Using Monte Carlo Simulations

The Monte Carlo method can be used to analyze data with help of random number generators. This includes for example finding approximate maximum and minimum for a given formula/function or simulating real data like measurements or observations.

In GS-Calc the Monte Carlo simulations are executed by specifying "Input" worksheet cells or ranges which are filled with ("pseudo-") random numbers in loops and "Output" cells which contain formulas processing these numbers. Large numbers of loops enable collecting statistically meaningful number of results of those formulas and verifying how they will behave for real "Input" data.

The following menus and commands related to the MC simulations are available in GS-Calc:

• Simulations
• Adding new simulations with input and output cells and optionally specifying random number generator parameters. (See: the specification of the mtxRand functions).
• Adding a copy of an existing simulation.
• Deleting the selected simulation or all simulations.
• Add Input/Output cells or ranges

Added input worksheet cells should be empty or should contain only numbers. They are filled with random numbers in subsequent loops.
Added output cells should contain formulas processing these numbers and returning numeric values.

Output cells can use a "rejection" formula which determines whether the results obtained in a given loop should be retained and included in the calculated statistics.

Example (I): to find an approx. solution of the linear programming problem: 2*x1 + 2*x2 <= 14
x1 + 2*x2 <= 8
4*x1 <= 16
2*x1 + 4*x2 -< max

If you specify D13 and D14 as input cells with the uniform distribution (-0.1, 5) and E13 as the output cell with the formula:

=2*d13 + 4*d14

with the following rejection criteria:

=(2*d13 + 2*d14 > 14) + (d13 + 2*d14 > 8) + (4*d13 > 16)

Then after 10000 loops (and for the default generator parameters), the found maximum of E13 will be around 15.997 for the x1=3.983 and x2=2.01 (the exact values calculated with the LProg() function are respectively 16, 4 and 2).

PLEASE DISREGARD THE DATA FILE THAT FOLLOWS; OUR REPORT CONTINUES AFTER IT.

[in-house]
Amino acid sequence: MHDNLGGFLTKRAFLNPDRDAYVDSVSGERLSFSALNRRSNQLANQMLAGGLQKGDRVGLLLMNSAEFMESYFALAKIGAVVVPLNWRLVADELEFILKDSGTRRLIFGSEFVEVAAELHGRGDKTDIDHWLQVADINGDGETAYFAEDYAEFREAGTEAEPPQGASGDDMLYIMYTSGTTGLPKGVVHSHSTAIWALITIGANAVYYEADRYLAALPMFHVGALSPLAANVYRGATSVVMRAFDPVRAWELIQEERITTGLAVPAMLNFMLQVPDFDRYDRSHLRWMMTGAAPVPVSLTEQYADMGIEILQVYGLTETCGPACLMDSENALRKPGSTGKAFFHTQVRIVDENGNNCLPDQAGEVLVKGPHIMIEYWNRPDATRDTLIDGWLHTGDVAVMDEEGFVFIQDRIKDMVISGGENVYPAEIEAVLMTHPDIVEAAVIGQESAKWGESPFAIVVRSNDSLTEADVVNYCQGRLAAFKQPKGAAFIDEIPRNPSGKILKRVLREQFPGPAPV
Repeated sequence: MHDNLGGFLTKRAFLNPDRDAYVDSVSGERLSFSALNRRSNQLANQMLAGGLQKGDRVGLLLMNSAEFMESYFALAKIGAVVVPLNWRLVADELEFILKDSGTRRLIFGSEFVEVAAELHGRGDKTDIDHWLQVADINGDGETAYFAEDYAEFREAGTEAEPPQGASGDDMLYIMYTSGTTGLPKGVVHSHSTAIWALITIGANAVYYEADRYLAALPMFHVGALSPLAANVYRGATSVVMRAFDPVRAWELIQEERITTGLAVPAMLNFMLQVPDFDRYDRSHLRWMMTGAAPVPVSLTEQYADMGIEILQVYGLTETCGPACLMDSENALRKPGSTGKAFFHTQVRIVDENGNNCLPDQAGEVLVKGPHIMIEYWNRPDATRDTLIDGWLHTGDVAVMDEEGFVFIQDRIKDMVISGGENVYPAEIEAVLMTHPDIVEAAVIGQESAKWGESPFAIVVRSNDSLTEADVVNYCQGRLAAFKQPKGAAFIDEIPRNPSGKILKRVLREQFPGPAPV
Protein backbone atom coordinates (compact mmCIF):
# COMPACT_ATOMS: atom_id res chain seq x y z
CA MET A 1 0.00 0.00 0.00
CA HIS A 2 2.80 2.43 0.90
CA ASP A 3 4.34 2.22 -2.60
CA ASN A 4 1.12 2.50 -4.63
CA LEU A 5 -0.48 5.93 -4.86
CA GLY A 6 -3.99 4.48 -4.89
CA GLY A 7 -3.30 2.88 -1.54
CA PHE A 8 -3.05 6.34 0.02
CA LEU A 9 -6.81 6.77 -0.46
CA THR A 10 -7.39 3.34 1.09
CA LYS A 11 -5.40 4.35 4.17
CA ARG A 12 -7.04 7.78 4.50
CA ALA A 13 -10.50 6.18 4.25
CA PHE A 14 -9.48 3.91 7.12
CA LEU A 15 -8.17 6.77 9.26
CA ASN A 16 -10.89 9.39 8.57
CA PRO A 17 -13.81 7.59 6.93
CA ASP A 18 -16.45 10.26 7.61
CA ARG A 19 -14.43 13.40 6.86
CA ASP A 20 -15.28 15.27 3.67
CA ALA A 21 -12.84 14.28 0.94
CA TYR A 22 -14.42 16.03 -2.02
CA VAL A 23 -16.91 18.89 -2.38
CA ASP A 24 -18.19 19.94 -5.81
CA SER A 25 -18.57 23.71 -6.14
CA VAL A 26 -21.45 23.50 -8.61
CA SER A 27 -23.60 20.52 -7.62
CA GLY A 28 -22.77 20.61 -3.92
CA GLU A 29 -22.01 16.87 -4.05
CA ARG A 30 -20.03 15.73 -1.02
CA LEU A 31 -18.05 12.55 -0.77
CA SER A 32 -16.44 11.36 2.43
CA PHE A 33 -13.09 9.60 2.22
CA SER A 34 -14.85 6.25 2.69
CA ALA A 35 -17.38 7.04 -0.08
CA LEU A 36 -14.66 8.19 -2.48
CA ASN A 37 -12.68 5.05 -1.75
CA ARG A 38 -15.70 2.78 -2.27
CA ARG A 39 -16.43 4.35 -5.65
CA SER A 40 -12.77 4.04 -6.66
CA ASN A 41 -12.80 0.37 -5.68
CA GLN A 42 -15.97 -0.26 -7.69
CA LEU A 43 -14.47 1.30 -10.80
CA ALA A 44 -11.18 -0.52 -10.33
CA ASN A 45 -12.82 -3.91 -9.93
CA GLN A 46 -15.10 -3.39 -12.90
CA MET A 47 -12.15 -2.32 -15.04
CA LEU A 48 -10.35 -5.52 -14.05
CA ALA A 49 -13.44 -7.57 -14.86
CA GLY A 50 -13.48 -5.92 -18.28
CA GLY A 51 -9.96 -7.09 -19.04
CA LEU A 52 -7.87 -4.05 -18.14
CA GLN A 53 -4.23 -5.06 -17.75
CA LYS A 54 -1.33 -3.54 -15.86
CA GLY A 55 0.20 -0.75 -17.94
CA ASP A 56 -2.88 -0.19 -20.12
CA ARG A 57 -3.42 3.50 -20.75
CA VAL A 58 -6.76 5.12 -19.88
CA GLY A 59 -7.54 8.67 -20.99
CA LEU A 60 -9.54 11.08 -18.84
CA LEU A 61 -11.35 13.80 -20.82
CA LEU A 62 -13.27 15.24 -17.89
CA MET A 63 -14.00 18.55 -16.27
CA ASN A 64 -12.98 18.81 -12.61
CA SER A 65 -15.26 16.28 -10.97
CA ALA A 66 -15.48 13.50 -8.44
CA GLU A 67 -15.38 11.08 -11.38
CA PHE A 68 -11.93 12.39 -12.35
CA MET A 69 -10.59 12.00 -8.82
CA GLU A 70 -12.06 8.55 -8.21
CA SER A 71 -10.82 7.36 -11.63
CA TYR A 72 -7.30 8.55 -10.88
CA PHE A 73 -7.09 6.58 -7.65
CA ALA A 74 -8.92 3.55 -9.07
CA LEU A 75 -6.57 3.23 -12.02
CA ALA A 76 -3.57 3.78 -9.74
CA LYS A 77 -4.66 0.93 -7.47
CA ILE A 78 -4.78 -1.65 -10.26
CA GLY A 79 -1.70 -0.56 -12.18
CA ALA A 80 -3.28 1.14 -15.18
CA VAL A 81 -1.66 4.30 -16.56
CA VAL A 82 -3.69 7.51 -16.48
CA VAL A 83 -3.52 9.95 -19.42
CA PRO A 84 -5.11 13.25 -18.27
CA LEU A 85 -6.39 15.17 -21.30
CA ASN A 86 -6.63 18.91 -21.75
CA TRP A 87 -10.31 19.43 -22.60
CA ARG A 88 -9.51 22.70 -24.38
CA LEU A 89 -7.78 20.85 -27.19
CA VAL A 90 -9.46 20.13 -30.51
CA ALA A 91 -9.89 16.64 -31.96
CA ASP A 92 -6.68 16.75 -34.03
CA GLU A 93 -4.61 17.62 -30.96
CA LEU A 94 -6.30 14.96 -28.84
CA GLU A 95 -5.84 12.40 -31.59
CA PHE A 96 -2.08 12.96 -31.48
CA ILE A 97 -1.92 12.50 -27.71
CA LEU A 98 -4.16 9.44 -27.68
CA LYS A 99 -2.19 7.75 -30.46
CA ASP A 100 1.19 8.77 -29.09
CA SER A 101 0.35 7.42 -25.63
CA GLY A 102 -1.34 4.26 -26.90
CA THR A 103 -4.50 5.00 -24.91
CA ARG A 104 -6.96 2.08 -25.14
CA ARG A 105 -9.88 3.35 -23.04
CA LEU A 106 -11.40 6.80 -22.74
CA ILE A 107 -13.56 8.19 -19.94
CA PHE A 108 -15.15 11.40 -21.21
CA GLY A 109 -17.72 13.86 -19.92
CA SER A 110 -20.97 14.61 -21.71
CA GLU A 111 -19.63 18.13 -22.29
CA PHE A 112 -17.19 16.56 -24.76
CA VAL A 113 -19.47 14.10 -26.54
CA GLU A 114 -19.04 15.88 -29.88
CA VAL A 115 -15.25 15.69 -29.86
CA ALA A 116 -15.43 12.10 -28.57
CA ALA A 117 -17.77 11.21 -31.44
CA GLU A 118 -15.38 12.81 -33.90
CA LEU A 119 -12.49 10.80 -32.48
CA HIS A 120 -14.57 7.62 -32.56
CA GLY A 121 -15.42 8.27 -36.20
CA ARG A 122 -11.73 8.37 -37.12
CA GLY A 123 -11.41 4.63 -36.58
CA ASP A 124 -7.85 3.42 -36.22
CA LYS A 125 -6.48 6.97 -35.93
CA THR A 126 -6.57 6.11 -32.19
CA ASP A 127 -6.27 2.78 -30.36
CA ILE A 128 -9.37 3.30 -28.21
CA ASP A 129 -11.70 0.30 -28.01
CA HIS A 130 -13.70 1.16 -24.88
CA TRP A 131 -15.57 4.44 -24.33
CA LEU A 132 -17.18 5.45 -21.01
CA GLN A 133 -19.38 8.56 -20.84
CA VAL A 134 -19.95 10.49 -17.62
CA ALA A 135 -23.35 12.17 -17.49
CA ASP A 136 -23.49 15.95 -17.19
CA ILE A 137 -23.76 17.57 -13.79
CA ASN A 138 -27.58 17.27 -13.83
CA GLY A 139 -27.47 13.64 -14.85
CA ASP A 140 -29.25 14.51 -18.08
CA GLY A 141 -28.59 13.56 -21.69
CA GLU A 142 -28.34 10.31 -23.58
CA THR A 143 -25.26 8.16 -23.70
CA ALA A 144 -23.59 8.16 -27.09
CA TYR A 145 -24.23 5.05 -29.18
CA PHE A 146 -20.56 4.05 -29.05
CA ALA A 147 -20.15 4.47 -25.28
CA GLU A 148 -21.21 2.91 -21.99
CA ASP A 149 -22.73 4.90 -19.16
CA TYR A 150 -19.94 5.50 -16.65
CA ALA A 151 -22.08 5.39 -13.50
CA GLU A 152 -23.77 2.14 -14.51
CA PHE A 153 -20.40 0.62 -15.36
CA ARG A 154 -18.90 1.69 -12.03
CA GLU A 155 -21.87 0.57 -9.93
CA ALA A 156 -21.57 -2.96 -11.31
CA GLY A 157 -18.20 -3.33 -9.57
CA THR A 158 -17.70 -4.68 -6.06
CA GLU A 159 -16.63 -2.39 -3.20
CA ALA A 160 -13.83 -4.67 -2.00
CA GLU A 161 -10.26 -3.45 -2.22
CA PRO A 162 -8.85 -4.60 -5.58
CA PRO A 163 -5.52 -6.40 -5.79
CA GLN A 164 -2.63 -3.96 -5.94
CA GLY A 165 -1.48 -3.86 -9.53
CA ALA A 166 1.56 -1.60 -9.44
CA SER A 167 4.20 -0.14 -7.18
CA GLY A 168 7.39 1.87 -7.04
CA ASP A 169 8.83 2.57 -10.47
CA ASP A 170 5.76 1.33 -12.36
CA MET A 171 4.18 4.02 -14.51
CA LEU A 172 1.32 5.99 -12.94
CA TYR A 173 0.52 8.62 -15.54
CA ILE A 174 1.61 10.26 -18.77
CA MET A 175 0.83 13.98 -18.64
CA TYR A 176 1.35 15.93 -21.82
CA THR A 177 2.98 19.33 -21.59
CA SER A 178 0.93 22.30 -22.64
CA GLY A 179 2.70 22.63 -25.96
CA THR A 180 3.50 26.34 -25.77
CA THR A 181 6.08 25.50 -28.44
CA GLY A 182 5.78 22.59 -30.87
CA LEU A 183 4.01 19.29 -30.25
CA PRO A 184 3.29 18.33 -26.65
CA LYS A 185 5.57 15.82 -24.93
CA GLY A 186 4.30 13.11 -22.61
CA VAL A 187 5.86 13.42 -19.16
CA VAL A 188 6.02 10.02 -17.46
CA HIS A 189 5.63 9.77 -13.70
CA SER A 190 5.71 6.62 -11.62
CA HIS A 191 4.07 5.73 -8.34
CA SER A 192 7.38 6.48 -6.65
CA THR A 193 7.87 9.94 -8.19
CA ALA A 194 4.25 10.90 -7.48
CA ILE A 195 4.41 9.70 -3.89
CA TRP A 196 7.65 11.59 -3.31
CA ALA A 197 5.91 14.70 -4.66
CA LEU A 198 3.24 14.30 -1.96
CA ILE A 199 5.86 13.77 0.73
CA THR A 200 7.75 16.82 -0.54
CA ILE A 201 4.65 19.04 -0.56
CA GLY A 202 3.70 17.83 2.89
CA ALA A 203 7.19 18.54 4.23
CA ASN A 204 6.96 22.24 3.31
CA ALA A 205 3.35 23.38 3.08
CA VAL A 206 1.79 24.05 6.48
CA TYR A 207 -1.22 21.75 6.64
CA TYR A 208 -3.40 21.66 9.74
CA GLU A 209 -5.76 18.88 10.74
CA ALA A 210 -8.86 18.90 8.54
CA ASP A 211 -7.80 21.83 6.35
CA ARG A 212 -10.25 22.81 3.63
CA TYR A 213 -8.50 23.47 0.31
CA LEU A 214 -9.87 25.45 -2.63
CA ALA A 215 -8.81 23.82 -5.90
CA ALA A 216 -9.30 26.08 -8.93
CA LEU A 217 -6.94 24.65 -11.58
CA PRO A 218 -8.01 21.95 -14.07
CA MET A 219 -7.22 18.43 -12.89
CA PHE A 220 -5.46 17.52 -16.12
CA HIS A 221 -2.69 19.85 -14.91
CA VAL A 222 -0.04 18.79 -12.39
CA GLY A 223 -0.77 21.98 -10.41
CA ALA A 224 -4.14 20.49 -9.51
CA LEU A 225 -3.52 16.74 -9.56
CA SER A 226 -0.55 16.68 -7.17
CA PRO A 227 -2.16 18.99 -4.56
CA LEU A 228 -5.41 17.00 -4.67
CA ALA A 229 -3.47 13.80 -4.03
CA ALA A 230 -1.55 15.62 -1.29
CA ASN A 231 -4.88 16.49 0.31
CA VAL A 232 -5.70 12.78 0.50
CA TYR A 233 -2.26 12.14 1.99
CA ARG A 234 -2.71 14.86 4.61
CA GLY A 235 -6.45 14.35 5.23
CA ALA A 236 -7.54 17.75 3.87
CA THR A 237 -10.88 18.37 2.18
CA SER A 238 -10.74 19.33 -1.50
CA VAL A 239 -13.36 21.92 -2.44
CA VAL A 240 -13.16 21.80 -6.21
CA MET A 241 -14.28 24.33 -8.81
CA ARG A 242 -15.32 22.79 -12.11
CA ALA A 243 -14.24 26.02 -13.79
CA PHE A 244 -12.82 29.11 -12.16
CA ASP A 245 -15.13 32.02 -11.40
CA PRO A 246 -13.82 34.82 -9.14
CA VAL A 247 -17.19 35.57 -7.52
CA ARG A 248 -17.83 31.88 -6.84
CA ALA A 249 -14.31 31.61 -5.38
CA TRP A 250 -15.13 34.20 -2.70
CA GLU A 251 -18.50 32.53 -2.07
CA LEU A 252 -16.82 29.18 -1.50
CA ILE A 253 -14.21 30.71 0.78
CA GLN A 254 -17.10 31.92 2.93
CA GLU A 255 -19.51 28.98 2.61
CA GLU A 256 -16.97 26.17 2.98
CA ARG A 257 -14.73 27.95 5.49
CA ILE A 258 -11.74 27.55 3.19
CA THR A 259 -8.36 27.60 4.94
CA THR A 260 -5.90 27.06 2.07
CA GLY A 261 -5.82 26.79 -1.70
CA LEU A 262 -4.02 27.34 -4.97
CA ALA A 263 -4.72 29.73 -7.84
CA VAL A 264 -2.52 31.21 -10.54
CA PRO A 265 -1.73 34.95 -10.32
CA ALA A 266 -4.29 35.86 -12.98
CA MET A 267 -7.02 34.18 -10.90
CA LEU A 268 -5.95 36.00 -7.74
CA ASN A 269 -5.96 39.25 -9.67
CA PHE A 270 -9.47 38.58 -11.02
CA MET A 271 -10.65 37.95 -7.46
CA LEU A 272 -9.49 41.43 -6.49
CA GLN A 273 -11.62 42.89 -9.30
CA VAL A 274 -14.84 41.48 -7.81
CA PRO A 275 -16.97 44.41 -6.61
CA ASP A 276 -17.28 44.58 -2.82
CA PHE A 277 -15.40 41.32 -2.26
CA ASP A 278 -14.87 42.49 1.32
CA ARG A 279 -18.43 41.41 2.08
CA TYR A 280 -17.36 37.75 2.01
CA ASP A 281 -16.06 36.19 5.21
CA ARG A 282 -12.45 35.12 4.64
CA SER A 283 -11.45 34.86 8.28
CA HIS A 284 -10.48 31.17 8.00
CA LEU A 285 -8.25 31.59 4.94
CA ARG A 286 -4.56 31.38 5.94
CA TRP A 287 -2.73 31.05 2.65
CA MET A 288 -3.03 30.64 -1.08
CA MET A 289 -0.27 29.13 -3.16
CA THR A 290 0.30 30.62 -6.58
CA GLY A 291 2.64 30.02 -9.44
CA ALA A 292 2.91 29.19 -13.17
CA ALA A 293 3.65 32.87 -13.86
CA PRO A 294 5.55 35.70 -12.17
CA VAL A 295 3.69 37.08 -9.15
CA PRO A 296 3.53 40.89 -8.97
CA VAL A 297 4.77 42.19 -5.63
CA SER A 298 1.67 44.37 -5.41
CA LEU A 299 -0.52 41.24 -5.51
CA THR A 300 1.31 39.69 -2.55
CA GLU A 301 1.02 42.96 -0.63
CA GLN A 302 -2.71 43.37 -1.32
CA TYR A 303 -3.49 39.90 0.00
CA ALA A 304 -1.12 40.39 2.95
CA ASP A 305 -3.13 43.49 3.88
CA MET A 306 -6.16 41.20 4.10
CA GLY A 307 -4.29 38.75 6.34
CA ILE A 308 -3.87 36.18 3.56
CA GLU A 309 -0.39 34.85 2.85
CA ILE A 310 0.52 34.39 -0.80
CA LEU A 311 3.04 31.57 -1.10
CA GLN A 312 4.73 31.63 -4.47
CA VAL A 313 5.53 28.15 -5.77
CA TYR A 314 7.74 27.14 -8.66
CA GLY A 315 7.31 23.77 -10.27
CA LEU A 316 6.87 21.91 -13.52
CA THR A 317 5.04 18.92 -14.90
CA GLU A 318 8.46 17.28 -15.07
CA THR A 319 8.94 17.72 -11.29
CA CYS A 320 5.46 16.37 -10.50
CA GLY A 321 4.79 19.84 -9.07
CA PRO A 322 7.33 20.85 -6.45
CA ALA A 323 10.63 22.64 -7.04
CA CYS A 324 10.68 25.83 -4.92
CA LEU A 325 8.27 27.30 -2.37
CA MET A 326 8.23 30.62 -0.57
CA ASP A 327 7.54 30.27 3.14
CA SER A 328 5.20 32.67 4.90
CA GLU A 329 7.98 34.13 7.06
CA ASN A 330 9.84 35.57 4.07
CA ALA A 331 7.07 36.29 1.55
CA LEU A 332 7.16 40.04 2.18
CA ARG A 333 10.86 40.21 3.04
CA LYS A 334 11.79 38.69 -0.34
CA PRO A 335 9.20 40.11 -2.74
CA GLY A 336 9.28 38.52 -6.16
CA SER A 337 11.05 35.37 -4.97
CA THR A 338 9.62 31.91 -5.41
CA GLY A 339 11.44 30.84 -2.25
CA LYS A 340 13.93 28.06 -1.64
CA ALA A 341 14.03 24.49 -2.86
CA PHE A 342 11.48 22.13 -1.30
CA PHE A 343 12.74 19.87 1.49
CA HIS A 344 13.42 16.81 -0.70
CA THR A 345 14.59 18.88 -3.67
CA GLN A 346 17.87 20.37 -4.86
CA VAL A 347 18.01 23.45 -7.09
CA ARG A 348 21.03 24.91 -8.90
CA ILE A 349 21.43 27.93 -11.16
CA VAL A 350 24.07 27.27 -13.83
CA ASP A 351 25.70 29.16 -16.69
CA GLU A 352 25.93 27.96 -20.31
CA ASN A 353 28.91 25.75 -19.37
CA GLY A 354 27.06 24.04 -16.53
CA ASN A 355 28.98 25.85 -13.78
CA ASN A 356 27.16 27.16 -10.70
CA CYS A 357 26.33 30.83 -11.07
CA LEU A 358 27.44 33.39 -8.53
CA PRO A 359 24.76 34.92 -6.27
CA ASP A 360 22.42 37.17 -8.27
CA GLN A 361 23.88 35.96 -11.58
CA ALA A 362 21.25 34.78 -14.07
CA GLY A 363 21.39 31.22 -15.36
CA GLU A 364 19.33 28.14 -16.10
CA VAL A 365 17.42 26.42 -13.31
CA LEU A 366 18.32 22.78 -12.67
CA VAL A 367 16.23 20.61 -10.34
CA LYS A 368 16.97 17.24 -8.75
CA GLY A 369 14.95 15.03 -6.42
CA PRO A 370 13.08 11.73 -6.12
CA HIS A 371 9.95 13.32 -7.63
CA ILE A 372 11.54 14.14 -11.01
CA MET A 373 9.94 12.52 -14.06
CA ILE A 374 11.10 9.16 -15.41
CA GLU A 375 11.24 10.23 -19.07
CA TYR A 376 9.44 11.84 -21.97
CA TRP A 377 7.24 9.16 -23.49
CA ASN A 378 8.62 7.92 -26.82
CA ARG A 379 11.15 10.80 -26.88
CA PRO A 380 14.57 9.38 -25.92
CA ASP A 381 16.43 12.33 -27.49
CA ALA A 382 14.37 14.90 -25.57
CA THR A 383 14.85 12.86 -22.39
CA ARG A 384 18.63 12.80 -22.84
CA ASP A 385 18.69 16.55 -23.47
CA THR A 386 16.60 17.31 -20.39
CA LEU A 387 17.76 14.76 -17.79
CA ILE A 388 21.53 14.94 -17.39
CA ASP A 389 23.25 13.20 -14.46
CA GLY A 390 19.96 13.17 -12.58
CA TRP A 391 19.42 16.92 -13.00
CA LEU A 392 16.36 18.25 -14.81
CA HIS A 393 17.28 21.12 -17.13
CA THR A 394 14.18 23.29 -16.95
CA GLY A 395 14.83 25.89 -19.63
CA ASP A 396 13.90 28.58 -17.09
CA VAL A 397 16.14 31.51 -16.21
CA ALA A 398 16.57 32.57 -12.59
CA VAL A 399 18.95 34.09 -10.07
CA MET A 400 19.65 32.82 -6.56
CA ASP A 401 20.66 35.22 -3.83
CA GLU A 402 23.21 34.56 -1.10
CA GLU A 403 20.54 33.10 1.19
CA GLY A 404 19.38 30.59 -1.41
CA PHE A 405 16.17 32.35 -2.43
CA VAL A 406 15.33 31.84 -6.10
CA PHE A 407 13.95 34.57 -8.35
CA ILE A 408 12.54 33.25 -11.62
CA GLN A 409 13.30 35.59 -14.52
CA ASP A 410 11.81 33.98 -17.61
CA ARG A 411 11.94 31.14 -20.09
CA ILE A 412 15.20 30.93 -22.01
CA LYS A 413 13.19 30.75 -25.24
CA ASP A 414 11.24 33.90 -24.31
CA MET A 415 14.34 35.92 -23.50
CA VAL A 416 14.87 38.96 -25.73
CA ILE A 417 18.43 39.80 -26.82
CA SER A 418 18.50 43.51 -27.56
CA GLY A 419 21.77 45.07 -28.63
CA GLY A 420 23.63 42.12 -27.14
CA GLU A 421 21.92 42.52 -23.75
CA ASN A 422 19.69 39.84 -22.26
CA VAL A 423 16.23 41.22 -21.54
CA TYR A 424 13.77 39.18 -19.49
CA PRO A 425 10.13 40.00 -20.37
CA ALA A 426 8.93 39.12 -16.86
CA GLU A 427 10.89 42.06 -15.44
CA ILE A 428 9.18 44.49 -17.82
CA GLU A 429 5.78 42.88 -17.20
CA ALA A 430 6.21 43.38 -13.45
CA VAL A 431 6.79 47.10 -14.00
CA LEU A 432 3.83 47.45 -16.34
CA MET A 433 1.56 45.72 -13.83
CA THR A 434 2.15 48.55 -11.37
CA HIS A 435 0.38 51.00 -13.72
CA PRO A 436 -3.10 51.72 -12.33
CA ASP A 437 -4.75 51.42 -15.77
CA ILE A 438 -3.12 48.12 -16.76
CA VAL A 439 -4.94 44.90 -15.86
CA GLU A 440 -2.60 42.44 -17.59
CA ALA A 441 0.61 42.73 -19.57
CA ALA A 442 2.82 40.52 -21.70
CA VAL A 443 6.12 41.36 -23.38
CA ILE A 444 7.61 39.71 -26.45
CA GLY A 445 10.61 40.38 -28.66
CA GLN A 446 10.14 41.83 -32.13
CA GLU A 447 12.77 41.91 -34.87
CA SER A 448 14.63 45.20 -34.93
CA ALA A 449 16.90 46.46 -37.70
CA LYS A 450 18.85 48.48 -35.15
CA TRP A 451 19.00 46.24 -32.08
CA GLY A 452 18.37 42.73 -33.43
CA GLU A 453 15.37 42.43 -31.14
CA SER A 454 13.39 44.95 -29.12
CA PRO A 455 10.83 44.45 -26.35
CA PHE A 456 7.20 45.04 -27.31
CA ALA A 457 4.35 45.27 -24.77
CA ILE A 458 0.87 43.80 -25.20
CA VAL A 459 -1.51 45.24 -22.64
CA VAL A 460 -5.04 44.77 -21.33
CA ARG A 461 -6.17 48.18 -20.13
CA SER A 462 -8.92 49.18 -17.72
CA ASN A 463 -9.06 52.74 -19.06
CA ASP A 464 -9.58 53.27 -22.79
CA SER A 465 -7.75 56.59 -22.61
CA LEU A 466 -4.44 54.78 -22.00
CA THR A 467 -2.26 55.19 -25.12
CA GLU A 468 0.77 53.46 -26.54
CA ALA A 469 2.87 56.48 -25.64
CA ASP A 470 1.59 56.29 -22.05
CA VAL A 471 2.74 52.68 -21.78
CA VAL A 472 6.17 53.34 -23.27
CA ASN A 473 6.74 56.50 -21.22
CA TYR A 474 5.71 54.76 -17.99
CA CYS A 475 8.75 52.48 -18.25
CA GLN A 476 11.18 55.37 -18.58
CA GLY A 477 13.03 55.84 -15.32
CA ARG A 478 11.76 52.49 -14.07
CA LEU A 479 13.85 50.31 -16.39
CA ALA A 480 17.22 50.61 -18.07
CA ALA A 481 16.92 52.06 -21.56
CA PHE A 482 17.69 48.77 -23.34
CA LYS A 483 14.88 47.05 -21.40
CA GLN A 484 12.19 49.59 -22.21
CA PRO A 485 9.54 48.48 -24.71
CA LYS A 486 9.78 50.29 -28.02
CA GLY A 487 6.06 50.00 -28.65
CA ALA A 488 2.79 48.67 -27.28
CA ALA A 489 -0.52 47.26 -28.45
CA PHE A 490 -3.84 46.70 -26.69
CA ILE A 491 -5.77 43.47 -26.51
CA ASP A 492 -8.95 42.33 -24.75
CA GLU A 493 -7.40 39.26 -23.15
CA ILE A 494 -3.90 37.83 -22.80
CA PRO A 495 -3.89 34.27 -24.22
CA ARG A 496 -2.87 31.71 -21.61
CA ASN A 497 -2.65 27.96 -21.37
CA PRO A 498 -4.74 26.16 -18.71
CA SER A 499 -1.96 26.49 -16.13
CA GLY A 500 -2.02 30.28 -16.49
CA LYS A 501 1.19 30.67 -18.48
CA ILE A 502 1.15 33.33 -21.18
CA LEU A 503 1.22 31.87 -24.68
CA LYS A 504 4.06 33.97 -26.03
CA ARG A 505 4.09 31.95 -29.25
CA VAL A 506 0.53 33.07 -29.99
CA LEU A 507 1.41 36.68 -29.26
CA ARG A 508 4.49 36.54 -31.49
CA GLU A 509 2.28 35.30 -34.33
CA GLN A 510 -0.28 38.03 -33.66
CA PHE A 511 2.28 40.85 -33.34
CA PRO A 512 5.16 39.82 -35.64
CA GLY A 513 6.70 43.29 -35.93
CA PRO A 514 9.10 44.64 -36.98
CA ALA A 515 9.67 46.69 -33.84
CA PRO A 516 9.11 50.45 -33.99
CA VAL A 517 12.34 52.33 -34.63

Note:The same output cells can be added many times so the above constrains doesn't have to be just one merged rejection criteria.

Example (II): to calculate the area of a cirle with a radius r=1:

Specify B2 and B3 as the input cells with the uniform distribution (0, 1) and D2 as the output cell with the formula:

=sqrt(b2*b2 + b3*b3)

with the following rejection criteria:

=sqrt(b2*b2 + b3*b3) > 1 Then after 1000000 loops (and for the default generator parameters), the "counter" value for the (not rejected) output cell will be 785348. Thus the approx. area of the 1/4th of that cirle is 785348/1000000 and the full area is approx. equal to 3.141392 which is the approximation of the real value of Pi*r^2 = 3.14159265358979.

• Showing min, max
Selecting a desirable item on the "Input"/"Output" list and choosing the "Data ->Show Min/Max" commands will fill the input/output worksheet cells with the loop input/output data where this minimum or maximum was found.
• Saving generated loop data
After performing the specified number of loops the data are ready to be saved. They are stored as a new worksheet in the specified folder. Loops are saved in rows so if the number of the selected input/output cells exceeds the maximum number of columns (4096), the saved data will be truncated.
Input/output items specified as ranges are expanded (likewise, in rows) in that new worksheet as individual cells.
• Starting simulation, cancelling, resuming

Executing loops can stopped and resumed at any moment.

During the procedure the list of the input/output cells is updated every 0.5s to display the current:
maximum
minimum
mean
variance
standard deviation
counter (for output cells this excludes rejected loops).

Values displayed in the [] square brackets denote the change in comparison with the previous screen update (0.5s).

Starting the simulation stops any pending workbook updates and vice-versa.